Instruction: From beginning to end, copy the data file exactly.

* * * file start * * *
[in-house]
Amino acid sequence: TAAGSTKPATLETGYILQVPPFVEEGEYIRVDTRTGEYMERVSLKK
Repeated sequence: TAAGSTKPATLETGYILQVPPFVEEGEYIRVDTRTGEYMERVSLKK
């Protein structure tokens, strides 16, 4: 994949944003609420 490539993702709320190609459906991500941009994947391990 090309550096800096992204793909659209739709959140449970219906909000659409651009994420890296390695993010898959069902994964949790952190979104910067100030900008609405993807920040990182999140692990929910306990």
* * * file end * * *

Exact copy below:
[in-house]
Amino acid sequence: TAAGSTKPATLETGYILQVPPFVEEGEYIRVDTRTGEYMERVSLKK
Repeated sequence: TAAGSTKPATLETGYILQVPPFVEEGEYIRVDTRTGEYMERVSLKK
């Protein structure tokens, strides 16, 4: 994949944003609420 490539993702709320190609459906991500941009994947391990 090309550096800096992204793909659209739709959140449970219906909000659409651009994420890296390695993010898959069902994964949790952190979104910067100030900008609405993807920040990182999140692990929910306990």